Aquatic Invasive Species

Nutrient Management Strategies

Nutrient Capture Through Water Management and Biomass Harvesting

Comprehensive Watershed Management Plan/Natural Resources Framework Plan

Citizen Engagement for Voluntary Nutrient Management Strategies in the Red River Basin

Halstad Upstream Retention (HUR) Modeling

Stream Gaging and Precipitation Network Project Outline

Basin Wide Flood Flow Reduction Strategy:
Flood damage reduction efforts have often focused on individual communities or interests and taken the form of a protection strategy. Commonly implemented protection measures include levees and diversion channels. While these measures are effective and can be implemented in a relatively short time frame, they do little to reduce the overall flood problem. In fact, they simply move excess flood water from one area of the basin to another. This forces basin planners to allocate protection on some basis of need. Determining in essence whether it is ok to protect large communities at the expense of small communities; small communities at the expense of farmsteads; farmsteads at the expense of farmland; and farmland at the expense of natural land (or vice versa).

The primary alternative to a protection strategy is a flood flow reduction strategy. This strategy reduces flows on the mainstem by altering the hydrology of the contributing watersheds as a basin wide effort. The benefits of reduced flooding would be distributed along the entire length of the Red River, not just to targeted communities. Equally important, the benefits would extend far upstream into the tributary watersheds. Implementing this strategy requires allocating the necessary flow reductions to each contributing watershed.

To assist in the flow reduction allocation process, the Red River Basin Commission developed a Red River Mainstem model. The model was based on Mike 11 software developed by DHI Water and Environment Inc, Denmark. It has been calibrated to simulate the 1997 spring flood. Physical features of the Red River and its flood plain are represented in the model as cross-section data. Hydrologic inputs are the measured flows from the main tributaries and derived flows from the ungaged tributary areas. This model can now be used to simulate the mainstem response to reduced flows from tributary areas.

As a preliminary exercise, the tributary flows were reduced in the model to meet a flow reduction goal of 20% along the entire length of the Red River Mainstem. A factor in selecting 20% reduction as an initial goal was the effect it would have had at Grand Forks in 1997.  That amount would have reduced the flood to a level that the (then existing) levees would have been expected to withstand. The modeled results are shown on the attached figures. The flow reduction required from each subwatershed is illustrated as the difference between the existing and altered tributary hydrographs.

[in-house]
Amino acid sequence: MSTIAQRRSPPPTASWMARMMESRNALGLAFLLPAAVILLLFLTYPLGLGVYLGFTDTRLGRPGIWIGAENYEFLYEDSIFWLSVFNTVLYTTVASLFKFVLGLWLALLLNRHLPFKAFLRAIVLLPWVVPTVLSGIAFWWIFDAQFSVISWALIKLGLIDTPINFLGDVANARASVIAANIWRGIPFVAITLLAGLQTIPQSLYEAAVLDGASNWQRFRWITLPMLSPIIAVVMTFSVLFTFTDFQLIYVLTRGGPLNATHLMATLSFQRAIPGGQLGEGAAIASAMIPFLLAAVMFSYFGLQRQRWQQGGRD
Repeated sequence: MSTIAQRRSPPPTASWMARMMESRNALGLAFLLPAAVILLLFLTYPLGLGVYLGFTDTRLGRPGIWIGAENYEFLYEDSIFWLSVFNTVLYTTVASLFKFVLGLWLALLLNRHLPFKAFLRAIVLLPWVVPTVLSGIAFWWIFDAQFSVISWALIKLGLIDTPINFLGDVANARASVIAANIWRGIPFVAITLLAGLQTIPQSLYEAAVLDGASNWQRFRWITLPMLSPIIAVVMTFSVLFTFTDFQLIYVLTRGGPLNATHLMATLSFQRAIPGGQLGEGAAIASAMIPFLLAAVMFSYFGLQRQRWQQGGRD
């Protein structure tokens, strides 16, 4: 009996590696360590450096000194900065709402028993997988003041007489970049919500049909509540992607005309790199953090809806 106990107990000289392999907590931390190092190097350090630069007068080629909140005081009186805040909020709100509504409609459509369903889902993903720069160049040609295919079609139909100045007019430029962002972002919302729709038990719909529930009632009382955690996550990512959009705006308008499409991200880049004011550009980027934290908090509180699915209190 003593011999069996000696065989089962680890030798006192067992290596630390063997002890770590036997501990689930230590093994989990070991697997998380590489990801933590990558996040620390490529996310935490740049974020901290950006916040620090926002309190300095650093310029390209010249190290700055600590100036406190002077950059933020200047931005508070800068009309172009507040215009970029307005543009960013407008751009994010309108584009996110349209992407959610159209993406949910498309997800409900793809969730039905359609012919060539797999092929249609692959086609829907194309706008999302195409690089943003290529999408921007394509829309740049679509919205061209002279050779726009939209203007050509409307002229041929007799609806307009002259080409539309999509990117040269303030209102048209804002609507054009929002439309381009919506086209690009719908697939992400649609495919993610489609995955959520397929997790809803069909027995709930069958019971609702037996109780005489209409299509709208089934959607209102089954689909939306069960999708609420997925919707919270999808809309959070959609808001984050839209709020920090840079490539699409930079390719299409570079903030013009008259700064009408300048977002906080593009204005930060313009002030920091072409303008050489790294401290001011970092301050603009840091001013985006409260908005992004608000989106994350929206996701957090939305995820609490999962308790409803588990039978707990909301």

IISD/RRBC Building Capacity for Multi-Purpose Land & Water Investment in the RRB:
The “Building Capacity for Multi-Purpose Land and Water Investments in the Red River Basin” project aims to jointly develop a decision support system (DSS) with relevant stakeholders.  The DSS will provide capacity to examine the costs and benefits associated with natural capital (or natural environments) restoration investments at the basin scale and within municipalities and counties.

A number of shared issues (flooding, water quality and supply) are being faced by the residents of the Red River Basin on both sides of the border.  Well structured tools can assist with communicating the interconnectedness of these issues and provide a systems perspective that can help open up new possibilities for discourse and policy making pathways.  An integrated high resolution decision support system (DSS) at the right scales (basin-wide and watershed scales) could improve overall communication and decision making within the basin.  The need to continue fostering cooperation between the residents of the basin to jointly solve trans-boundary issues is more relevant today than ever before.

Tributary reduction strategies were based on timing, by targeting waters contributing the most to mainstem peaks. Other factors considered include tributary damage reduction and the practicality of achieving specific flow reductions. Tributary peak flow reductions ranged from 0 to 50%. Peak flow reductions on strategic tributaries averaged about 35%.  The combined flow reduction on all tributaries upstream from Emerson totaled 885,000 acre-feet, which is about 13% of the total 1997 flood volume at Emerson.

The amount of constructed storage required to achieve a 20% reduction would likely be greater than 885,000 acre-feet depending on the quality (efficiency) of storage provided. Flow reduction can be achieved by implementing a wide variety of measures including on-channel or off-channel impoundments; culvert sizing or waffle storage; wetland restoration or land use change. Gate controlled flood storage impoundments are the most efficient measure to reduce flood flows. Strategically located and precisely operated, they may have close to 100% efficiency in meeting the flow reduction goal. That is, the amount of constructed storage required to meet the 20% reduction goal would not be much greater than 885,000 acre-feet. On the other hand, flood specific factors such as variability in runoff will likely leave some constructed storage underutilized. Other measures, such as culvert sizing, provide only short term storage. Short term storage, in the right location, can reduce peak flows, but in the wrong location, it can actually increase peak flows. A mix of measures may be the best approach. The combined efficiency of the mix in meeting the tributary flood flow reduction goal would have to be determined locally.

Final Report:
Establishing a Foundation for Ecological Infrastructure Investments in the Red River Basin

Agricultural Water Enhancement Program (AWEP):
In 2010, the USDA Natural Resources Conservation Service (NRCS)  allocated $2.61 million in financial assistance through the Agricultural Water Enhancement Program (AWEP).  These funds will be administered by the NRCS in the Minnesota, North Dakota, and South Dakota portions of the Red River Basin.  Funds are being utilized at the local landowner level to help address problems related to erosion, water quality and flooding.